That's the naive response, though. If a new user starts a stream, Netflix starts off at it's lowest rate while it buffers. Rather than limit a user there, I'd like to be able re-apportion all that traffic a little better. It's a complicated problem. I still want to prioritize things so that streams work, and work well; I just want to prevent them from taking over a connection. Additionally, how do you measure rate? It's an average over some time period, but the QoS has to make a priority decision there in the moment.

    Generally speaking, if you talk to a user, they will tell you the file download and the random browser are much more important to them. Netflix is the distraction while they wait on the real thing (this doesn't always hold, but it's pretty common). It's tough to explain to them and to administrators, that no, we have to give priority to the low-value streaming traffic over the higher-value web sites.
    Last edited by jcoehoorn; 03-22-2017 at 01:28 PM.
    Five time Microsoft ASP.Net MVP managing a Lenovo RD330 / E5-2420 / 16GB with Untangle 13.1 to protect 700Mbits for ~400 residential college students and associated staff and faculty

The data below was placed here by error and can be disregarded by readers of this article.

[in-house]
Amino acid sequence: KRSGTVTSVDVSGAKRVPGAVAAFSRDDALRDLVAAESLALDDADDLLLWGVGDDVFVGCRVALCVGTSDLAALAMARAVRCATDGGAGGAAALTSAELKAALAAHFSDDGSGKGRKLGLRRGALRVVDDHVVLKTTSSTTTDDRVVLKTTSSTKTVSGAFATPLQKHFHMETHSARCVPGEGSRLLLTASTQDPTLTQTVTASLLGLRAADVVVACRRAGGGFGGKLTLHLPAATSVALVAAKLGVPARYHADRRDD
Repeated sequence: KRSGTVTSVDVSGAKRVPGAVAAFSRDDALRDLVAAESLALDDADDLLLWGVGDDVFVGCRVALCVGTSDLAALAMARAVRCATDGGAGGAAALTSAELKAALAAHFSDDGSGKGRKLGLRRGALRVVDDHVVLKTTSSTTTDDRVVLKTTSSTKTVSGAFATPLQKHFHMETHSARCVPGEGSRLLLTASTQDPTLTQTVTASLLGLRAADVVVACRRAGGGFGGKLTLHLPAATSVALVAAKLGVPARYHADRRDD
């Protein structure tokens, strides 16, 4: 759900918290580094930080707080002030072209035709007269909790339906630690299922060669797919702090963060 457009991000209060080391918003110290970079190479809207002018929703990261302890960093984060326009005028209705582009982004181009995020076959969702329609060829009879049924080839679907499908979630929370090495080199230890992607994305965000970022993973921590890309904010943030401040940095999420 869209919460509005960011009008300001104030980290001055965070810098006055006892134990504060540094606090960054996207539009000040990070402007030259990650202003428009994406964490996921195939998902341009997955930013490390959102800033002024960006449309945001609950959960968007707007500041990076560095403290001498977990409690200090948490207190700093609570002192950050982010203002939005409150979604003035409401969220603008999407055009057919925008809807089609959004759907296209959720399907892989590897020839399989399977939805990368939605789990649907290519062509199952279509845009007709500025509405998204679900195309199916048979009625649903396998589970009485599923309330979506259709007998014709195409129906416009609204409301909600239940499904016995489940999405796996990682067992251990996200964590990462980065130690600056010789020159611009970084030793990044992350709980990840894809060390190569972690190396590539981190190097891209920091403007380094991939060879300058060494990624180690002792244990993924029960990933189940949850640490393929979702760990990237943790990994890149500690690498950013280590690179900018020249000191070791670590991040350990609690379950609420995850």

9. #39
    Master Untangler Chrismal's Avatar
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    That is a Awesome Idea, hope it will be taken as interest as it would be very useful

  10. #40
    Master Untangler Chrismal's Avatar
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    Quote Originally Posted by jcoehoorn View Post

    That's the naive response, though. If a new user starts a stream, Netflix starts off at it's lowest rate while it buffers. Rather than limit a user there, I'd like to be able re-apportion all that traffic a little better. It's a complicated problem. I still want to prioritize things so that streams work, and work well; I just want to prevent them from taking over a connection.
    In a business environment can't you just limit streaming services to a bandwidth that does not buffer but not scale to very high quality example limit streaming services to 6mbps and can not go less then example 2mbps.
    example on 100mbps pipe put streaming services on Limited Severely reservation 2 percent and max 5 percent if I am not mistaken this will allow streaming to max 5mbps and when network is busy the min it can go is 2mbps, that is how I did it at 1 of the offices I installed UT at and they never complained
    Last edited by Chrismal; 03-22-2017 at 08:32 AM.